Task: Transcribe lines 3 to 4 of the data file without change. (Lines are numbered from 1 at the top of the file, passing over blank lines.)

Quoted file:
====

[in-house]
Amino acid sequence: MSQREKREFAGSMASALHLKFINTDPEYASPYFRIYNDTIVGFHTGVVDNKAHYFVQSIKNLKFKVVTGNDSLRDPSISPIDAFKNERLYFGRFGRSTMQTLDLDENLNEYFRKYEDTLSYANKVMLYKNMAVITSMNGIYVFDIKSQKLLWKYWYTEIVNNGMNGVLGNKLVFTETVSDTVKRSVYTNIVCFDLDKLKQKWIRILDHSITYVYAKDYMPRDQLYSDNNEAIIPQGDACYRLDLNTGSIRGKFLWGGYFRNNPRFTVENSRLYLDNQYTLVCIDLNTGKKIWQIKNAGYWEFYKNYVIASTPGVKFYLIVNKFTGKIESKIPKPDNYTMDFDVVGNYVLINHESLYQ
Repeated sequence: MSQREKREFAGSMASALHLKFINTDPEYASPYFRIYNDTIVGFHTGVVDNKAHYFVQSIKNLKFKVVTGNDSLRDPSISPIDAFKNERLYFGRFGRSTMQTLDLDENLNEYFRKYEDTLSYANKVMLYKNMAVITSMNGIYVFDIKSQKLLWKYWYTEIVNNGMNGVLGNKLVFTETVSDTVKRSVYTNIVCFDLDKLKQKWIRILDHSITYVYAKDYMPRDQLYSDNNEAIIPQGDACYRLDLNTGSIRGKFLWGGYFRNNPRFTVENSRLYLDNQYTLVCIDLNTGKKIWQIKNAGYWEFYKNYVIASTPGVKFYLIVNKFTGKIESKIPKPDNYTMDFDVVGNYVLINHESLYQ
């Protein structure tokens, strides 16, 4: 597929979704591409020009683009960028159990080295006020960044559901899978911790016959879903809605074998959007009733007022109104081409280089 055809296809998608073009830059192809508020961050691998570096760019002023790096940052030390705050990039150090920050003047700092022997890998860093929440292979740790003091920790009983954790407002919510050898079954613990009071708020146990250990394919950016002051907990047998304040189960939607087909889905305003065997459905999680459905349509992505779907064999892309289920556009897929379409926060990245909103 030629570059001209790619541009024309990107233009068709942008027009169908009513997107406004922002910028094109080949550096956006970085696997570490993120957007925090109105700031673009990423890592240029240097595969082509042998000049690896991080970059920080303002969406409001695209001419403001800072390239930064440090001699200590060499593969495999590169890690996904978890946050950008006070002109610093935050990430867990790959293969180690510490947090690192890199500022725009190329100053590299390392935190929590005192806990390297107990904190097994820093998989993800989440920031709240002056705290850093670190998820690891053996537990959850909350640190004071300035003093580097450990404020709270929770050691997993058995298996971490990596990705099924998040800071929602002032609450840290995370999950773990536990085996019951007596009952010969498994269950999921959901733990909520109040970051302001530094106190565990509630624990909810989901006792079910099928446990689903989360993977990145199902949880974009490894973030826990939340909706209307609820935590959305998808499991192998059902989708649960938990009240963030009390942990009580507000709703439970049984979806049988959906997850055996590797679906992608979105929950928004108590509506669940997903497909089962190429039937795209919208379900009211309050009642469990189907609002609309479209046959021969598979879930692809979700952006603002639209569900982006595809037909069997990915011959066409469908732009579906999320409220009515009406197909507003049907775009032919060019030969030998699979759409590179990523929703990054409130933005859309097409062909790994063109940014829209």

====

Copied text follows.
Repeated sequence: MSQREKREFAGSMASALHLKFINTDPEYASPYFRIYNDTIVGFHTGVVDNKAHYFVQSIKNLKFKVVTGNDSLRDPSISPIDAFKNERLYFGRFGRSTMQTLDLDENLNEYFRKYEDTLSYANKVMLYKNMAVITSMNGIYVFDIKSQKLLWKYWYTEIVNNGMNGVLGNKLVFTETVSDTVKRSVYTNIVCFDLDKLKQKWIRILDHSITYVYAKDYMPRDQLYSDNNEAIIPQGDACYRLDLNTGSIRGKFLWGGYFRNNPRFTVENSRLYLDNQYTLVCIDLNTGKKIWQIKNAGYWEFYKNYVIASTPGVKFYLIVNKFTGKIESKIPKPDNYTMDFDVVGNYVLINHESLYQ
């Protein structure tokens, strides 16, 4: 597929979704591409020009683009960028159990080295006020960044559901899978911790016959879903809605074998959007009733007022109104081409280089 055809296809998608073009830059192809508020961050691998570096760019002023790096940052030390705050990039150090920050003047700092022997890998860093929440292979740790003091920790009983954790407002919510050898079954613990009071708020146990250990394919950016002051907990047998304040189960939607087909889905305003065997459905999680459905349509992505779907064999892309289920556009897929379409926060990245909103 030629570059001209790619541009024309990107233009068709942008027009169908009513997107406004922002910028094109080949550096956006970085696997570490993120957007925090109105700031673009990423890592240029240097595969082509042998000049690896991080970059920080303002969406409001695209001419403001800072390239930064440090001699200590060499593969495999590169890690996904978890946050950008006070002109610093935050990430867990790959293969180690510490947090690192890199500022725009190329100053590299390392935190929590005192806990390297107990904190097994820093998989993800989440920031709240002056705290850093670190998820690891053996537990959850909350640190004071300035003093580097450990404020709270929770050691997993058995298996971490990596990705099924998040800071929602002032609450840290995370999950773990536990085996019951007596009952010969498994269950999921959901733990909520109040970051302001530094106190565990509630624990909810989901006792079910099928446990689903989360993977990145199902949880974009490894973030826990939340909706209307609820935590959305998808499991192998059902989708649960938990009240963030009390942990009580507000709703439970049984979806049988959906997850055996590797679906992608979105929950928004108590509506669940997903497909089962190429039937795209919208379900009211309050009642469990189907609002609309479209046959021969598979879930692809979700952006603002639209569900982006595809037909069997990915011959066409469908732009579906999320409220009515009406197909507003049907775009032919060019030969030998699979759409590179990523929703990054409130933005859309097409062909790994063109940014829209």